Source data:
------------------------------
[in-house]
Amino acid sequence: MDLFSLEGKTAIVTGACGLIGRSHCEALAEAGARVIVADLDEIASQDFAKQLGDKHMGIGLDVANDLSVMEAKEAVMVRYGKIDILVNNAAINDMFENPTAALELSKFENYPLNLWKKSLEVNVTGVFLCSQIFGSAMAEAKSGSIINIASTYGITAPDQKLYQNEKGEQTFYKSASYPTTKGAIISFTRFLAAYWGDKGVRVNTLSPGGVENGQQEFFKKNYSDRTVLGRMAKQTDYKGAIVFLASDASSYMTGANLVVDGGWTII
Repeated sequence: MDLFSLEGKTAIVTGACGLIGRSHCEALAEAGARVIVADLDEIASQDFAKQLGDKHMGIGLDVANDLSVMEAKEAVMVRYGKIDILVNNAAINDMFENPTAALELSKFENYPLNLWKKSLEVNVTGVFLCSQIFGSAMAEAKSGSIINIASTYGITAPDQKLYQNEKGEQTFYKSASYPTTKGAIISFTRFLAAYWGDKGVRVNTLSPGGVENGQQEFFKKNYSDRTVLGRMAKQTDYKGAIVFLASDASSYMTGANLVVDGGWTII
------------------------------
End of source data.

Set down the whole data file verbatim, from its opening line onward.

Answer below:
[in-house]
Amino acid sequence: MDLFSLEGKTAIVTGACGLIGRSHCEALAEAGARVIVADLDEIASQDFAKQLGDKHMGIGLDVANDLSVMEAKEAVMVRYGKIDILVNNAAINDMFENPTAALELSKFENYPLNLWKKSLEVNVTGVFLCSQIFGSAMAEAKSGSIINIASTYGITAPDQKLYQNEKGEQTFYKSASYPTTKGAIISFTRFLAAYWGDKGVRVNTLSPGGVENGQQEFFKKNYSDRTVLGRMAKQTDYKGAIVFLASDASSYMTGANLVVDGGWTII
Repeated sequence: MDLFSLEGKTAIVTGACGLIGRSHCEALAEAGARVIVADLDEIASQDFAKQLGDKHMGIGLDVANDLSVMEAKEAVMVRYGKIDILVNNAAINDMFENPTAALELSKFENYPLNLWKKSLEVNVTGVFLCSQIFGSAMAEAKSGSIINIASTYGITAPDQKLYQNEKGEQTFYKSASYPTTKGAIISFTRFLAAYWGDKGVRVNTLSPGGVENGQQEFFKKNYSDRTVLGRMAKQTDYKGAIVFLASDASSYMTGANLVVDGGWTII